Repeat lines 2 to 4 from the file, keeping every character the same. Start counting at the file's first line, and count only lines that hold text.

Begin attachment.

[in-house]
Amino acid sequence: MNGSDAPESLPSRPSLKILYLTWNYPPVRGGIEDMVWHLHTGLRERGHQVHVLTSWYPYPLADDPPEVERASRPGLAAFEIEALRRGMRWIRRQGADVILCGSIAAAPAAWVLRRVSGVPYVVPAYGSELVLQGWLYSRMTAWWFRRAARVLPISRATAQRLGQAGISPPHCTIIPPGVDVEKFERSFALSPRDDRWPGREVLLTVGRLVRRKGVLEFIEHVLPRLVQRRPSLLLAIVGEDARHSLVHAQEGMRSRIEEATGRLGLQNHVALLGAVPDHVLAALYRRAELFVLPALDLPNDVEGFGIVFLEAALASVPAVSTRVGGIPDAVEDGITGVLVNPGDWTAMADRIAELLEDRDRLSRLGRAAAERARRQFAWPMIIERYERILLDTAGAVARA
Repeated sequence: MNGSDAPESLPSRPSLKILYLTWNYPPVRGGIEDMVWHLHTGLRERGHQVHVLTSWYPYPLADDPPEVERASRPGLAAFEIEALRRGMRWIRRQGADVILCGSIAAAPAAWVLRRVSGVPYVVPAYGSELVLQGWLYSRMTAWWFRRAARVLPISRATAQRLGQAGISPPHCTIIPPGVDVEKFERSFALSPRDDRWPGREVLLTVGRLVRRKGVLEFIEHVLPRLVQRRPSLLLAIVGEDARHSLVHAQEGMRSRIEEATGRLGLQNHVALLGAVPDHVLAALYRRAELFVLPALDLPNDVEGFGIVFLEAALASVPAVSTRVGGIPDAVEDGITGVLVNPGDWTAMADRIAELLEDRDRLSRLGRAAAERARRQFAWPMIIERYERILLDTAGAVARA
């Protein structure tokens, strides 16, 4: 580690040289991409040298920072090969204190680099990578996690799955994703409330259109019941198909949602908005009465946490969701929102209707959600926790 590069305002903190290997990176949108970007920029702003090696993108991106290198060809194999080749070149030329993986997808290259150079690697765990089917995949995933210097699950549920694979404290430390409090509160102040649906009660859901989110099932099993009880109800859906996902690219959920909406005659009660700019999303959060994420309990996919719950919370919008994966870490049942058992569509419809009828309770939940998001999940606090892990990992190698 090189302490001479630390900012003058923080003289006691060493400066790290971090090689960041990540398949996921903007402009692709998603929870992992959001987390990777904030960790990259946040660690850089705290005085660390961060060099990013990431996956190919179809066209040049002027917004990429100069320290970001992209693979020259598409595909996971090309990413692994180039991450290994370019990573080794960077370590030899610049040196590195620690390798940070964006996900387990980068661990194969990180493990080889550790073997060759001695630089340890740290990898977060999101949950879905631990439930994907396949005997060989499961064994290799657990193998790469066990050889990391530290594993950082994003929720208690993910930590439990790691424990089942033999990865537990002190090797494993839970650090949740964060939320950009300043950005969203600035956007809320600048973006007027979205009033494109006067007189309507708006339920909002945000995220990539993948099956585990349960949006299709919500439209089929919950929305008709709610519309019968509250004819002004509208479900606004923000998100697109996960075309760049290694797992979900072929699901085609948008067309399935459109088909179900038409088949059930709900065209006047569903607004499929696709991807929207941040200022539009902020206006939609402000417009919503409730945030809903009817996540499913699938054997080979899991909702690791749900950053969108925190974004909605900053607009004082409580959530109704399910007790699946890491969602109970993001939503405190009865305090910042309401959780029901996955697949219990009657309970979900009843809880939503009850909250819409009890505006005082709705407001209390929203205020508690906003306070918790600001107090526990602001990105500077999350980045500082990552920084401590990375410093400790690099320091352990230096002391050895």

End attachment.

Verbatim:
Amino acid sequence: MNGSDAPESLPSRPSLKILYLTWNYPPVRGGIEDMVWHLHTGLRERGHQVHVLTSWYPYPLADDPPEVERASRPGLAAFEIEALRRGMRWIRRQGADVILCGSIAAAPAAWVLRRVSGVPYVVPAYGSELVLQGWLYSRMTAWWFRRAARVLPISRATAQRLGQAGISPPHCTIIPPGVDVEKFERSFALSPRDDRWPGREVLLTVGRLVRRKGVLEFIEHVLPRLVQRRPSLLLAIVGEDARHSLVHAQEGMRSRIEEATGRLGLQNHVALLGAVPDHVLAALYRRAELFVLPALDLPNDVEGFGIVFLEAALASVPAVSTRVGGIPDAVEDGITGVLVNPGDWTAMADRIAELLEDRDRLSRLGRAAAERARRQFAWPMIIERYERILLDTAGAVARA
Repeated sequence: MNGSDAPESLPSRPSLKILYLTWNYPPVRGGIEDMVWHLHTGLRERGHQVHVLTSWYPYPLADDPPEVERASRPGLAAFEIEALRRGMRWIRRQGADVILCGSIAAAPAAWVLRRVSGVPYVVPAYGSELVLQGWLYSRMTAWWFRRAARVLPISRATAQRLGQAGISPPHCTIIPPGVDVEKFERSFALSPRDDRWPGREVLLTVGRLVRRKGVLEFIEHVLPRLVQRRPSLLLAIVGEDARHSLVHAQEGMRSRIEEATGRLGLQNHVALLGAVPDHVLAALYRRAELFVLPALDLPNDVEGFGIVFLEAALASVPAVSTRVGGIPDAVEDGITGVLVNPGDWTAMADRIAELLEDRDRLSRLGRAAAERARRQFAWPMIIERYERILLDTAGAVARA
């Protein structure tokens, strides 16, 4: 580690040289991409040298920072090969204190680099990578996690799955994703409330259109019941198909949602908005009465946490969701929102209707959600926790 590069305002903190290997990176949108970007920029702003090696993108991106290198060809194999080749070149030329993986997808290259150079690697765990089917995949995933210097699950549920694979404290430390409090509160102040649906009660859901989110099932099993009880109800859906996902690219959920909406005659009660700019999303959060994420309990996919719950919370919008994966870490049942058992569509419809009828309770939940998001999940606090892990990992190698 090189302490001479630390900012003058923080003289006691060493400066790290971090090689960041990540398949996921903007402009692709998603929870992992959001987390990777904030960790990259946040660690850089705290005085660390961060060099990013990431996956190919179809066209040049002027917004990429100069320290970001992209693979020259598409595909996971090309990413692994180039991450290994370019990573080794960077370590030899610049040196590195620690390798940070964006996900387990980068661990194969990180493990080889550790073997060759001695630089340890740290990898977060999101949950879905631990439930994907396949005997060989499961064994290799657990193998790469066990050889990391530290594993950082994003929720208690993910930590439990790691424990089942033999990865537990002190090797494993839970650090949740964060939320950009300043950005969203600035956007809320600048973006007027979205009033494109006067007189309507708006339920909002945000995220990539993948099956585990349960949006299709919500439209089929919950929305008709709610519309019968509250004819002004509208479900606004923000998100697109996960075309760049290694797992979900072929699901085609948008067309399935459109088909179900038409088949059930709900065209006047569903607004499929696709991807929207941040200022539009902020206006939609402000417009919503409730945030809903009817996540499913699938054997080979899991909702690791749900950053969108925190974004909605900053607009004082409580959530109704399910007790699946890491969602109970993001939503405190009865305090910042309401959780029901996955697949219990009657309970979900009843809880939503009850909250819409009890505006005082709705407001209390929203205020508690906003306070918790600001107090526990602001990105500077999350980045500082990552920084401590990375410093400790690099320091352990230096002391050895």